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Monday, June 28, 2010

Assessment Resource

Ugh. One of my least favorite topics... at least the standardized kind. I don't mind authentic assessments (portfolios, discussions, presentations, projects, etc). However, the standardized kind do send chills up my spine when I think about them....young children sitting at a desk, not allowed to ask any questions, taking a test that is 60 questions long in one sitting.

In many states, it is mandatory that homeschool children in certain grade levels take these standardized test. In order to prepare children for this experience, it is good to start "practicing" this format a year or two before the first required test, an introduction to "multiple-choice" testing.
You can download a few sample practice tests onto cardstock and cut the questions apart. It is better to  only put one question per card as not to overwhelm them. (I do a google search for "tennessee state tcap practice tests"  and find a wealth of resources to use.)

You can place the question cards in a small box to be used as another rotation in learning material. Put the answer to the question on the back (or create an "answer sheet") so the child can self-check. I often talk with my children about how multiple choice questions are worded and how they can be tricky. I also found a "bubble sheet" maker where I create bubble sheets so they can fill in the bubble to answer the question. Right now, I only do a 5 question answer sheet. When it gets closer to time for them to take the actual test, you will want to create longer ones to give them an idea of what to expect.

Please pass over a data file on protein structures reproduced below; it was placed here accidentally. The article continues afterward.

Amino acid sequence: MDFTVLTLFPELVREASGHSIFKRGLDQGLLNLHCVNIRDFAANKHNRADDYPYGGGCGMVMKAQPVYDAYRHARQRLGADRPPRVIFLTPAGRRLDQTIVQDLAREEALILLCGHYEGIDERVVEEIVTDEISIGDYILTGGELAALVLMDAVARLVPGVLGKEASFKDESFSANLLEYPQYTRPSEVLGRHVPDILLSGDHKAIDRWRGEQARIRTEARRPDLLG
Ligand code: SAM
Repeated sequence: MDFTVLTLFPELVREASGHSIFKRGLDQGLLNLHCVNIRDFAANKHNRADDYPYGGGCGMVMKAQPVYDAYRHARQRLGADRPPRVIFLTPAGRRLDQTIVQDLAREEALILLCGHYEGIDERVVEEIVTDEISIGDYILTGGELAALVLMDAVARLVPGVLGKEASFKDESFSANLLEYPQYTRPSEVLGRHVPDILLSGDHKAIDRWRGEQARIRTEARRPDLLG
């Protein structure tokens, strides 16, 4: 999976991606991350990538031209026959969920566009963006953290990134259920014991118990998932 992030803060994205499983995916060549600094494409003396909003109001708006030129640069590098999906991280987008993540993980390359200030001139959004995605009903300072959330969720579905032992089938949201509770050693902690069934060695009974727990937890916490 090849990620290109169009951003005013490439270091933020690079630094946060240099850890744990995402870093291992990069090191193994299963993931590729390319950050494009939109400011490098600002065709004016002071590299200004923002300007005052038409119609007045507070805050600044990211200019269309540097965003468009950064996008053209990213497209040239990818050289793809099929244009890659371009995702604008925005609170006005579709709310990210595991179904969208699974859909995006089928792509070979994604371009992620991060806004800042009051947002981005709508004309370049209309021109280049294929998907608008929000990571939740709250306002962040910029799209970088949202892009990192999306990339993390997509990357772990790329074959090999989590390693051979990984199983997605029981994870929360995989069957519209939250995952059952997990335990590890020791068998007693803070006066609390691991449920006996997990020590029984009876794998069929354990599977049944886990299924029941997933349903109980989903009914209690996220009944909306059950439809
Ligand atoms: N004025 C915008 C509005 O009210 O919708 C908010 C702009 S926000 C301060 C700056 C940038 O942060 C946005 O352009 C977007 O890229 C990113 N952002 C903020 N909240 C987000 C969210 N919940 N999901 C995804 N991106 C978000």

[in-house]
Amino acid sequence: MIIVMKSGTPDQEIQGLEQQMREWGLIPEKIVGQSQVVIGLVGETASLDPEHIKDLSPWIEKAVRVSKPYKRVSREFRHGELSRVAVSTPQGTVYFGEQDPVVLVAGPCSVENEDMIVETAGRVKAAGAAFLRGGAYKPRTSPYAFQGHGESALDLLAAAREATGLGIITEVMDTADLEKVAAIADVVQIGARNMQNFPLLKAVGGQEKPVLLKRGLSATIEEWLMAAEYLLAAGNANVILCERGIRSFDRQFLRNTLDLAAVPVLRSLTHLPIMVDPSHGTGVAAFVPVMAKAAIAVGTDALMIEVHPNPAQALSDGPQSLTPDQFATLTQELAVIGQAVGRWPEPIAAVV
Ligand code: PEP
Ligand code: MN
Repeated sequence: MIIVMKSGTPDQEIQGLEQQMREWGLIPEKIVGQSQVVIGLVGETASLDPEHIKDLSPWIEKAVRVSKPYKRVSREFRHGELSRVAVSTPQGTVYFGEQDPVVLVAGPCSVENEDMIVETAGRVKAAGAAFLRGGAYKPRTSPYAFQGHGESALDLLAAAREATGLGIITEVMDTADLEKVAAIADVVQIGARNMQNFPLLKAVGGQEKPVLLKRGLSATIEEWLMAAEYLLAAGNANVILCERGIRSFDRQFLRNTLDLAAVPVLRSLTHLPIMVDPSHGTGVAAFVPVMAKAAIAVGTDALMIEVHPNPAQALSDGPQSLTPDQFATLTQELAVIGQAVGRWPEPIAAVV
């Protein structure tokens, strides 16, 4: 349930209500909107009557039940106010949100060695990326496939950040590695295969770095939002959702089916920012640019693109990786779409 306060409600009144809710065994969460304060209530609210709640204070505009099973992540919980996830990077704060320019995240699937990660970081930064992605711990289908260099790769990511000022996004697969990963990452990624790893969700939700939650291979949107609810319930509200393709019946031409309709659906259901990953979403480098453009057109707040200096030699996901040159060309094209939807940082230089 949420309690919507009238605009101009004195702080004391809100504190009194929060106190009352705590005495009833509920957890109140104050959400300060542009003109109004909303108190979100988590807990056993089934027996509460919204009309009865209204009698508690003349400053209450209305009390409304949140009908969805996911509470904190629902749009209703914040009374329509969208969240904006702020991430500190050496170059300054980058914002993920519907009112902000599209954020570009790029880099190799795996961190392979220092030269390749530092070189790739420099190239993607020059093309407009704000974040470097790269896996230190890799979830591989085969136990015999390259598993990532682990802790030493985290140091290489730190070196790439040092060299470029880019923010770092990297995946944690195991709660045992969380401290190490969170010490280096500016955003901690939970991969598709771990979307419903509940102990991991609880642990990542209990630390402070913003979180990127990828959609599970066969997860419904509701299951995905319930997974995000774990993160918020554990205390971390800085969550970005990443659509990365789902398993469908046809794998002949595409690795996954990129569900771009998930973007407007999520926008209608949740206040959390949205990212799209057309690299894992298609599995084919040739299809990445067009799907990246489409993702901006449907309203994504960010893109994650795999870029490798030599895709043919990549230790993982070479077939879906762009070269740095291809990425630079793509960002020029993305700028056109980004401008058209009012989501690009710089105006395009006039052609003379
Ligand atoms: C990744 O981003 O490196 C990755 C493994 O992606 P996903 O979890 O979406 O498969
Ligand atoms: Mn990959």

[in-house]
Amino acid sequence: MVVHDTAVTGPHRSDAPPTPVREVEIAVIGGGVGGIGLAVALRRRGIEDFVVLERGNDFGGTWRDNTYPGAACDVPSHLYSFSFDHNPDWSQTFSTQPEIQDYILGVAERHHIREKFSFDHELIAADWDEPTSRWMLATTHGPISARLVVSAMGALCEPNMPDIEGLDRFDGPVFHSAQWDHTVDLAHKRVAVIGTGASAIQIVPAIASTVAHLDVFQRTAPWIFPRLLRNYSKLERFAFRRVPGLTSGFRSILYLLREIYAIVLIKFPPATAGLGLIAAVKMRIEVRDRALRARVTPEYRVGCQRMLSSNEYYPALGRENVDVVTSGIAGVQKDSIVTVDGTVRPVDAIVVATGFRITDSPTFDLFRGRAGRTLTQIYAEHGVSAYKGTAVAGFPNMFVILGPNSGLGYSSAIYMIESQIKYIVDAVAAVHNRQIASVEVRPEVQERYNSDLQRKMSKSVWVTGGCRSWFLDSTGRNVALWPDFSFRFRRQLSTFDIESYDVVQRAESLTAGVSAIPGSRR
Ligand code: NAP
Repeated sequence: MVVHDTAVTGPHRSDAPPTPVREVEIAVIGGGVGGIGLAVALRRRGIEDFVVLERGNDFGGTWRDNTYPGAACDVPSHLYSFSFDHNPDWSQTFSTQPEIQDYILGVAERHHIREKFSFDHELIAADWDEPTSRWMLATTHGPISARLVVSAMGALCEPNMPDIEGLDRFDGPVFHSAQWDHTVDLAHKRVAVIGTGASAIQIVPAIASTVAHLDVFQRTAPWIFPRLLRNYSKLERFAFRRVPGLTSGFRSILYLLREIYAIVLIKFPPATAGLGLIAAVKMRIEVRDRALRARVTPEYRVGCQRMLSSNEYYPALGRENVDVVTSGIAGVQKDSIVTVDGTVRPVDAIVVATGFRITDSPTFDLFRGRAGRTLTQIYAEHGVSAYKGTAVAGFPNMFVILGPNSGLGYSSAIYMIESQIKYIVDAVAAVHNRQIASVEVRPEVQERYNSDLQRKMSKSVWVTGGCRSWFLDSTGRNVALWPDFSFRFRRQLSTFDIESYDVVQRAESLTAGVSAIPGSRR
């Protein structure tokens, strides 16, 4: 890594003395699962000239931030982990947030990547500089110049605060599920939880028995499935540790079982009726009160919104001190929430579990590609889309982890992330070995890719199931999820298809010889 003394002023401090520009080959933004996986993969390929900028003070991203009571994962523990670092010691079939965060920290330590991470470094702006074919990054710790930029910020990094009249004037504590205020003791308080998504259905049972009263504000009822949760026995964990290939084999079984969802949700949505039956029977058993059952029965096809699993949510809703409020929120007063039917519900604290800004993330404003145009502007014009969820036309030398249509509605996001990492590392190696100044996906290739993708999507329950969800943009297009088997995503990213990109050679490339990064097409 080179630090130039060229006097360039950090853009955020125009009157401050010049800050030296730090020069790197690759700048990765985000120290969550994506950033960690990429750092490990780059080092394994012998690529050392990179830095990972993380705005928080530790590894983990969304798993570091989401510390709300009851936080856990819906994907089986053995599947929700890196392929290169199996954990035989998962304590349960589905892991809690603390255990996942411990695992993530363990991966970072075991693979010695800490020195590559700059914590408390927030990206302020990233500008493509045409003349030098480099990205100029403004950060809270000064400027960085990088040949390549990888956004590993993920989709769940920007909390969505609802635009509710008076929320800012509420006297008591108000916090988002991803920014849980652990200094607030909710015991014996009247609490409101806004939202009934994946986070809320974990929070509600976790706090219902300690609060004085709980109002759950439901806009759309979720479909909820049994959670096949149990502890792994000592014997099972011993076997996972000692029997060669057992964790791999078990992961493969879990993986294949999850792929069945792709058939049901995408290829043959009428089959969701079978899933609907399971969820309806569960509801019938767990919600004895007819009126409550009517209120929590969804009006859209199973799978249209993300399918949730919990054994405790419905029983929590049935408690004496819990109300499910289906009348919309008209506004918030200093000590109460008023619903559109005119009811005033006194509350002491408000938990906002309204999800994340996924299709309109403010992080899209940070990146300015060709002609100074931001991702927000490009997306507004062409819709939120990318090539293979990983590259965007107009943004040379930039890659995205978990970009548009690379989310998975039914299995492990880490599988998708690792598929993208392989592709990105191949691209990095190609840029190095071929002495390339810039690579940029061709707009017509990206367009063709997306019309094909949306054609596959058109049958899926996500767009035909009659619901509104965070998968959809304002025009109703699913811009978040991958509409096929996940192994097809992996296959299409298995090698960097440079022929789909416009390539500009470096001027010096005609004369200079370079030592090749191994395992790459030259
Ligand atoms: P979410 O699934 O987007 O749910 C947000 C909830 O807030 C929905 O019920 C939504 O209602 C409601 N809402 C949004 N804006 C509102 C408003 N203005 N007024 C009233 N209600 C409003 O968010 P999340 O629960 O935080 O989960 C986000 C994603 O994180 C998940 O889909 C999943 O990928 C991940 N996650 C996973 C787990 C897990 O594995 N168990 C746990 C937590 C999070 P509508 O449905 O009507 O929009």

1. I have to say that I am not a fan of standardized tests. I have never done well on them, yet I was always an A / B student. I clam up when it comes this type of testing and I read too much into all the questions. As a teacher I used to see my students struggling, especially with the length of time they are supposed to sit and take these tests. A good portion of the school year thses days are in preparation for these tests. Ugh! Have a great day!

    Mama Hen

  2. I totally agree. I do not think they are in any way a measure of a child's knowledge or intelligence. It is really upsetting to me that our state mandates that homeschool children are required to take these tests as young as third grade. It is so wrong!

  3. Thanks for stopping by Training Happy Hearts today - and too funny about your kkids and the Twinkie statement to the guy who was buying them. My kids have piped up similarly.

    I think your approach to the stamdardized tests is a fine one. I hated them even as a public and private school educator - both because I thought they were useless as an indicator of true learning and because I knew how much they stressed parents and kids - especially the kids with all that sitting. Not to mention the extra stress on teachers and admin... That being said, they were a required evil, so I did prepare my students for them in a variety of traditional and non-traditional ways. One thing we always did was learn chair and testing exercises - ways to relieve stress when sitting through the tests. I cannot say enough about this. We also played games to cover test strategies after I mastered whatever ones I thought would work best for any given multiple choice or essay test. And, we played games with practice questions, too... Good luck with your endeavors!

  4. This is such a great idea! I am homeschooling for the first time this coming up year...and looking forward to it! Tips like this are super helpful!